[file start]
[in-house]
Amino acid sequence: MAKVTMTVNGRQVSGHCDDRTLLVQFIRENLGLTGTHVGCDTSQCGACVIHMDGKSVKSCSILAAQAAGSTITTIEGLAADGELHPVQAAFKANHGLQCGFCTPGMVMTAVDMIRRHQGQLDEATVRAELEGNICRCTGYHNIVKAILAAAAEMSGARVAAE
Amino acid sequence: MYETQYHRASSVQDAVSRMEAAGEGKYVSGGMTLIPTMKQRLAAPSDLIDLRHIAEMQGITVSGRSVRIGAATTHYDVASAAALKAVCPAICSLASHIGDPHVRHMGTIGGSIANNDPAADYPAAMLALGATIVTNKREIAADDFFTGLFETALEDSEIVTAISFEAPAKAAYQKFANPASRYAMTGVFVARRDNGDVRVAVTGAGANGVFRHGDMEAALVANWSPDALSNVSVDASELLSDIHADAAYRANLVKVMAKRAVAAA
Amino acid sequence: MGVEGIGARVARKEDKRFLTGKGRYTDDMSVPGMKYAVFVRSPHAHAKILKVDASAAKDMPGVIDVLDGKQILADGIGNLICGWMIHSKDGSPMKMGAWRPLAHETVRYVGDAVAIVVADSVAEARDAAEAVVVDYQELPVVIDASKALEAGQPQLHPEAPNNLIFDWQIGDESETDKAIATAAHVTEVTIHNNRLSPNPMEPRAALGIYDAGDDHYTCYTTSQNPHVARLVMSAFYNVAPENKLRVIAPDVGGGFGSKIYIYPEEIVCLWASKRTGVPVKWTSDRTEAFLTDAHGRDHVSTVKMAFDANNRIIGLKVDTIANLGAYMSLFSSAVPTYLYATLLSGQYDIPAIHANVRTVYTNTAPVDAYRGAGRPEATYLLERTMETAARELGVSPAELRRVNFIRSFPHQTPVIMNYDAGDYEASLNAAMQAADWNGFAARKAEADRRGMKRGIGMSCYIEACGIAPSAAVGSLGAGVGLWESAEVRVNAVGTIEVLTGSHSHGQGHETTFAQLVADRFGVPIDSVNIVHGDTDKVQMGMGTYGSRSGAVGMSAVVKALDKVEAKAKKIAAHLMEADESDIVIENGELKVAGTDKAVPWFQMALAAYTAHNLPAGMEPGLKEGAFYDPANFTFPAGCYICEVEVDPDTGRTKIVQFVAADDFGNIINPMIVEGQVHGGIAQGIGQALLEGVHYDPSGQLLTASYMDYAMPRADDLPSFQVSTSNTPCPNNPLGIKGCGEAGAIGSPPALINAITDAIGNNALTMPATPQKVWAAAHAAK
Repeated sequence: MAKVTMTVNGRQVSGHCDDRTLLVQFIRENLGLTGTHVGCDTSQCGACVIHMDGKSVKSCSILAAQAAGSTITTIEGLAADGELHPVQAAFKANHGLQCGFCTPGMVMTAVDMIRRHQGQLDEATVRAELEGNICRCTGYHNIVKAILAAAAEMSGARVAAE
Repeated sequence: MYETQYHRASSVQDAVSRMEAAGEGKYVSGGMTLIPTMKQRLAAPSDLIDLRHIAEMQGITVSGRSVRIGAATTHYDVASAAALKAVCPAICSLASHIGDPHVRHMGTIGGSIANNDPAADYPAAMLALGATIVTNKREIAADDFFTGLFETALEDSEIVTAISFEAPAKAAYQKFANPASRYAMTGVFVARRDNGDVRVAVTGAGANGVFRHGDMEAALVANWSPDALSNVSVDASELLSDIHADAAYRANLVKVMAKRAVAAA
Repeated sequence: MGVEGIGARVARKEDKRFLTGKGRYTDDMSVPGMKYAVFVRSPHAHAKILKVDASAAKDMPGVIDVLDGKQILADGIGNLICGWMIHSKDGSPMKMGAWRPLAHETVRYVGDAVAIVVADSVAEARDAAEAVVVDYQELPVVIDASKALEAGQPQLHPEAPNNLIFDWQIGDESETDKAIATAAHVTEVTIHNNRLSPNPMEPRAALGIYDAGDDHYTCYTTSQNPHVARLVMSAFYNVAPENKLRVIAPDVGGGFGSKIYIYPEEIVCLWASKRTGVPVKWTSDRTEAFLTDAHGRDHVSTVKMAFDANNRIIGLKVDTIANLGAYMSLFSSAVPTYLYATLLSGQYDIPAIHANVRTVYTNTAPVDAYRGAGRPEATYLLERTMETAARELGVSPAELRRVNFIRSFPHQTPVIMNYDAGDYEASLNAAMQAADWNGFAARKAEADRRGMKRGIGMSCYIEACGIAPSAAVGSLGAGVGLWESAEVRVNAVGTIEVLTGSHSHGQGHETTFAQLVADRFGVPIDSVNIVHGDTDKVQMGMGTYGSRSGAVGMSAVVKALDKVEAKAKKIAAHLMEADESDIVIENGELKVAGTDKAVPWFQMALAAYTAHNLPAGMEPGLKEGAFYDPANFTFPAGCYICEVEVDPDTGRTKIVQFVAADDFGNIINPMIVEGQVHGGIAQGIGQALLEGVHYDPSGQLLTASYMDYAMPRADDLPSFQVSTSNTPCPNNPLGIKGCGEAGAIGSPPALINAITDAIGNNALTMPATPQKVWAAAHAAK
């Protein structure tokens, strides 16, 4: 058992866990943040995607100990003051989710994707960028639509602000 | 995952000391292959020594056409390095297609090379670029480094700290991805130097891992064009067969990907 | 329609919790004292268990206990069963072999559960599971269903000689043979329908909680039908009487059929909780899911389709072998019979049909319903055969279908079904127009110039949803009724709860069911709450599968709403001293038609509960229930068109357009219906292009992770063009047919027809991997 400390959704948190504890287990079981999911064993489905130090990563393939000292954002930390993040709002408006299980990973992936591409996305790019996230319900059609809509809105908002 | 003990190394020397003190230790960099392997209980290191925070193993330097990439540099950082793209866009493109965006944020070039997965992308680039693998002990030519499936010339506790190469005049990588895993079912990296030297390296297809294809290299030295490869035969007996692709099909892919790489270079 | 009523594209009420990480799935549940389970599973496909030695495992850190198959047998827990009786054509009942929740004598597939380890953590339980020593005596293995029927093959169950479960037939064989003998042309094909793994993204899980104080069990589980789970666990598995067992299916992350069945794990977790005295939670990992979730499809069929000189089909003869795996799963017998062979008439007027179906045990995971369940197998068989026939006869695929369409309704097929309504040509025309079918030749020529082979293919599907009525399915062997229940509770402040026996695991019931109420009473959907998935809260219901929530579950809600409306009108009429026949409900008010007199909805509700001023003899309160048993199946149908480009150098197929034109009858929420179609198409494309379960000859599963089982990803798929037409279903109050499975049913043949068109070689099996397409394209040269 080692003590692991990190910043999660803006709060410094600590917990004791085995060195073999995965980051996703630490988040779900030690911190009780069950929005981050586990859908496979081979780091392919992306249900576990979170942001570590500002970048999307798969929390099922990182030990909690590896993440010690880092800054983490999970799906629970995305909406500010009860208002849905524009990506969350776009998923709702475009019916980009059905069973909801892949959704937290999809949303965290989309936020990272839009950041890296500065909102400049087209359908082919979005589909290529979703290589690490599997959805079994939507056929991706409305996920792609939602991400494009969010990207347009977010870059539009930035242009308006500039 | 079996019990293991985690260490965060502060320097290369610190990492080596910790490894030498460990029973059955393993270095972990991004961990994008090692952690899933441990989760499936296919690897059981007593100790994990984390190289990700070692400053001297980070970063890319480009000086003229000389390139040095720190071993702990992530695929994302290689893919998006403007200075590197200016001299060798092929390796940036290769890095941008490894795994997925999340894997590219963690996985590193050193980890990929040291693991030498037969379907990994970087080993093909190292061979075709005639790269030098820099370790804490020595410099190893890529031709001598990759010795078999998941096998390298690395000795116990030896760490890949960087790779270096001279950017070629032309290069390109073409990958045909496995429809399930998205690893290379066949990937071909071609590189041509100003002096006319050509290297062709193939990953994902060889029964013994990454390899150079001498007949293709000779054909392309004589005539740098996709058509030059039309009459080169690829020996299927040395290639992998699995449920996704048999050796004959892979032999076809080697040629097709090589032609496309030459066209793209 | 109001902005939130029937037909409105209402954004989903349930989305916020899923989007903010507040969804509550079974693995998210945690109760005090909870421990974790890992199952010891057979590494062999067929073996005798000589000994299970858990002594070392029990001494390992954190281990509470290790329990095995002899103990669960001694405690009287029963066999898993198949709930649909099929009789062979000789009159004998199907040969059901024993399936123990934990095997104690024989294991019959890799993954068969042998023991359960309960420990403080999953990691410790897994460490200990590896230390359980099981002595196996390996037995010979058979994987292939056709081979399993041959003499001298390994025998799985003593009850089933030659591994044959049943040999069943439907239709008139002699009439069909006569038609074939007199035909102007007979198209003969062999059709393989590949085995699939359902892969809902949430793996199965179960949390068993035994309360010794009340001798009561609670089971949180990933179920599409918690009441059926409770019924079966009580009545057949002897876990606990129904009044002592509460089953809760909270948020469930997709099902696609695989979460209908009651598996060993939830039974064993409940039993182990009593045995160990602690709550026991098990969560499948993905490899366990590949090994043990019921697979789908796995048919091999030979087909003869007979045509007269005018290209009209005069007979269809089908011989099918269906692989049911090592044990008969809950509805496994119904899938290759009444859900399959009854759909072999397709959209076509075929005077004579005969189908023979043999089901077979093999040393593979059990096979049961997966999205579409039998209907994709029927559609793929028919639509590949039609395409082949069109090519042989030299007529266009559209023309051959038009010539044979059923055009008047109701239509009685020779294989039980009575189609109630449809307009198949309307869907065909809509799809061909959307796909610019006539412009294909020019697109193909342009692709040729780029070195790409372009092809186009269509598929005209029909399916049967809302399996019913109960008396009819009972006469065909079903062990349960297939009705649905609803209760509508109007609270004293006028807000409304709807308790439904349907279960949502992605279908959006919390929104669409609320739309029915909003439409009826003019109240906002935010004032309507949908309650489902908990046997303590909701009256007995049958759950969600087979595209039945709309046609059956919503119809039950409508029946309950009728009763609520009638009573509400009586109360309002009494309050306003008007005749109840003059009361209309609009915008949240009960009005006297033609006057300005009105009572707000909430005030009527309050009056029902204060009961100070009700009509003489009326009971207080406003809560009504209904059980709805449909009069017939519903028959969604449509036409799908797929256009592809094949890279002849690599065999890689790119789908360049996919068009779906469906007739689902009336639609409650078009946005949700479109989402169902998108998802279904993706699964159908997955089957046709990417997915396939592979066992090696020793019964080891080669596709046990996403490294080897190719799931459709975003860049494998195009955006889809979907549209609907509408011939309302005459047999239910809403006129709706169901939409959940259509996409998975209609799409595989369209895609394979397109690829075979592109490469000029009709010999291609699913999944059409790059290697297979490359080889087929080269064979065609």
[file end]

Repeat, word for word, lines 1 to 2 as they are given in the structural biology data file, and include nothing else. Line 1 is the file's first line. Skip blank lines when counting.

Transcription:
[in-house]
Amino acid sequence: MAKVTMTVNGRQVSGHCDDRTLLVQFIRENLGLTGTHVGCDTSQCGACVIHMDGKSVKSCSILAAQAAGSTITTIEGLAADGELHPVQAAFKANHGLQCGFCTPGMVMTAVDMIRRHQGQLDEATVRAELEGNICRCTGYHNIVKAILAAAAEMSGARVAAE